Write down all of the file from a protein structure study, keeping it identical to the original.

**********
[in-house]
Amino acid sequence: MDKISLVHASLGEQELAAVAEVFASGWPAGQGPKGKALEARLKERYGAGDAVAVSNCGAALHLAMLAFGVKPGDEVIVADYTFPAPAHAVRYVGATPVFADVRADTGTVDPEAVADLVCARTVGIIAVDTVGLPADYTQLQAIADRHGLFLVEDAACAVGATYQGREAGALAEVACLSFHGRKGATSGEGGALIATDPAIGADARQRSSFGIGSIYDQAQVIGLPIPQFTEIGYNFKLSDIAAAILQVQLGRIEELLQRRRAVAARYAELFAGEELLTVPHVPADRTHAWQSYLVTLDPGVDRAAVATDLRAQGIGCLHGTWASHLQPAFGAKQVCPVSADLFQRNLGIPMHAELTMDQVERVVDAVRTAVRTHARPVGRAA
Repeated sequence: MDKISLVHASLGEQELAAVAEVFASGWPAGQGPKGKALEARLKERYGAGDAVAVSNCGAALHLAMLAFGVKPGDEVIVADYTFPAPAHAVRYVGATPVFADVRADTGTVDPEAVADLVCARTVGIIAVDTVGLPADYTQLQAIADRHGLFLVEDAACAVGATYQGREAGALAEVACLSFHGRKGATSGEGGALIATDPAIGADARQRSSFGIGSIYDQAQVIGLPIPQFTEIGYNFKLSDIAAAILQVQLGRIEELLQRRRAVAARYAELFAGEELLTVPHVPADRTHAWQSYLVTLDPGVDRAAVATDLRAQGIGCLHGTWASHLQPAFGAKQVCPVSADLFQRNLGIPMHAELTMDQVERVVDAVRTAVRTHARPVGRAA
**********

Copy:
[in-house]
Amino acid sequence: MDKISLVHASLGEQELAAVAEVFASGWPAGQGPKGKALEARLKERYGAGDAVAVSNCGAALHLAMLAFGVKPGDEVIVADYTFPAPAHAVRYVGATPVFADVRADTGTVDPEAVADLVCARTVGIIAVDTVGLPADYTQLQAIADRHGLFLVEDAACAVGATYQGREAGALAEVACLSFHGRKGATSGEGGALIATDPAIGADARQRSSFGIGSIYDQAQVIGLPIPQFTEIGYNFKLSDIAAAILQVQLGRIEELLQRRRAVAARYAELFAGEELLTVPHVPADRTHAWQSYLVTLDPGVDRAAVATDLRAQGIGCLHGTWASHLQPAFGAKQVCPVSADLFQRNLGIPMHAELTMDQVERVVDAVRTAVRTHARPVGRAA
Repeated sequence: MDKISLVHASLGEQELAAVAEVFASGWPAGQGPKGKALEARLKERYGAGDAVAVSNCGAALHLAMLAFGVKPGDEVIVADYTFPAPAHAVRYVGATPVFADVRADTGTVDPEAVADLVCARTVGIIAVDTVGLPADYTQLQAIADRHGLFLVEDAACAVGATYQGREAGALAEVACLSFHGRKGATSGEGGALIATDPAIGADARQRSSFGIGSIYDQAQVIGLPIPQFTEIGYNFKLSDIAAAILQVQLGRIEELLQRRRAVAARYAELFAGEELLTVPHVPADRTHAWQSYLVTLDPGVDRAAVATDLRAQGIGCLHGTWASHLQPAFGAKQVCPVSADLFQRNLGIPMHAELTMDQVERVVDAVRTAVRTHARPVGRAA